On the good-news side, everyone in the Hives not named Howlin’ Pelle—Arson, second guitarist Vigilante Carlstroem, bassist Dr. Matt Destruction and drummer Chris Dangerous—had children. Somewhere along the way, the Hives managed to birth a new album, the skull-crushing, butt-kicking Lex Hives, easily their best since 2000’s Veni Vidi Vicious, the record that launched them into global stardom and conferred upon them their status as the New Saviors Of Rock ‘N’ Roll, a distinction they shared with class-of-2000 alums the White Stripes, Strokes and Vines.
After forays into Devo-esque cyber-punk (2004’s Tyrannosaurus Hives) and hip hop-inflected arena rock (2007’s The Black And White Album), Lex Hives finds the Hives getting back to where they once belonged and doing what they do best: ferocious brick-in-the-face garage-punk-shake-bamalama, bolstered by take-no-prisoners live shows, a boatload of charisma and balls the size of Oklahoma. Situated halfway between the primordial raunch ‘n’ roll of AC/DC and the primeval roar of the Stooges, Lex Hives brings a bazooka to the proverbial knife fight. Light fuse, run away.
“Basically, we wanted to get back to being the Hives again,” says Arson of the band’s decision to dial back the blockbuster chart expectations, not to mention the high-six-figures recording budget that governed the making of The Black And White Album. Without major-label financiers breathing down their neck for new product (Lex Hives is being released on their own Disques Hives imprint), time was on their side, which worked out well given the band’s slow-and-steady-wins-the-race album-making philosophy.
“We make music piece by piece, and it takes us a long time,” says Almqvist. “There’s a lot of talking and very little playing. We don’t jam. You know, basically it’s like Lego. We come up with one little section here, come up with one little section there, try to put them together, they don’t fit, try to put something else with it, and sometimes we come up with such a good 30 first seconds (and) we can’t come up with the other two and a half minutes for a year and a half. But once we’ve done it, we can play that song for 30 years and still like it.”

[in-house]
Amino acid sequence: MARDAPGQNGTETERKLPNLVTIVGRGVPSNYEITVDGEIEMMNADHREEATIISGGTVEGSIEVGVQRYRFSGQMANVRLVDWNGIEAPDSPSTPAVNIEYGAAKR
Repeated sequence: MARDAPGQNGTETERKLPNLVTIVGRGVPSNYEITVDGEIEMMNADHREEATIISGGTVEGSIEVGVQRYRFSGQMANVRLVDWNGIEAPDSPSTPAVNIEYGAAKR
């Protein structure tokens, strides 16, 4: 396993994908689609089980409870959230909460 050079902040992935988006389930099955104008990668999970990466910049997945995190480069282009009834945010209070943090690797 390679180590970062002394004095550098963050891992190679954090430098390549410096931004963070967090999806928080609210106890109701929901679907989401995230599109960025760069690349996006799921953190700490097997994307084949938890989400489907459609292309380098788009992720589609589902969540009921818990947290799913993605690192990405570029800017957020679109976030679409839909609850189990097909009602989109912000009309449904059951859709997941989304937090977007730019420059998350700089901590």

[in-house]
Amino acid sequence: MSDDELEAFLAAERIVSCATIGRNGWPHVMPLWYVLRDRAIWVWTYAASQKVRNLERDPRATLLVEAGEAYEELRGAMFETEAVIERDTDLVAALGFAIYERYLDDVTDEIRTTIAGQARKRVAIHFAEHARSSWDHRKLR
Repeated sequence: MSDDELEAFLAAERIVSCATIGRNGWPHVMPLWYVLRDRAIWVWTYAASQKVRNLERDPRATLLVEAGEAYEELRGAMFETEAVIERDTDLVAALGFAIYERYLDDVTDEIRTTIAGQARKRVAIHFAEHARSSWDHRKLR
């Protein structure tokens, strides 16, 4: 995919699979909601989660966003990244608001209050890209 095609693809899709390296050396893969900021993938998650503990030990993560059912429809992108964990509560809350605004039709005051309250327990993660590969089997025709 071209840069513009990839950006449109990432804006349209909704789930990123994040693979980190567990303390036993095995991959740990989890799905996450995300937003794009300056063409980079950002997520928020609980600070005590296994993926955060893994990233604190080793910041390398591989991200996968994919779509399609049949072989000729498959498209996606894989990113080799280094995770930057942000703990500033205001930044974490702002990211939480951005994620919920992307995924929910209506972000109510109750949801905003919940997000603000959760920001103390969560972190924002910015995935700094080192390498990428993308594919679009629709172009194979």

Although the bulk of the album was recorded in their homeland, at the newly minted state-of-the-art recording studio owned by ABBA’s Benny Andersson, drums and vocals were recorded in Berlin at the storied Hansa Studios, where Bowie recorded Low and “Heroes” as well as the dynamic duo of Iggy Pop’s solo career, Lust For Life and The Idiot.
“There’s a big banquet hall under the studio where they recorded drums (for those albums),” says Almqvist. “It’s an old SS banquet hall. The studio looks the same since the ’70s. All the old stuff is there. There’s a blue strip of tape on everything that Iggy and Bowie used, so that’s what we used, too. ‘Here’s the guitar amp Iggy sang through on “The Passenger.”’ OK, I’ll sing through that. Like, why wouldn’t I?”
Back in the early ’90s when the Hives were starting out, before they were even called the Hives, when they were all in their mid-teens and banging out the same riffs for hours on end in their parents’ basements, Almqvist sang through a guitar amp, but it was less a matter of aesthetics than necessity. Music gear was hard to come by in Fagersta, especially for a pack of post-pubescents without two kronor to rub together.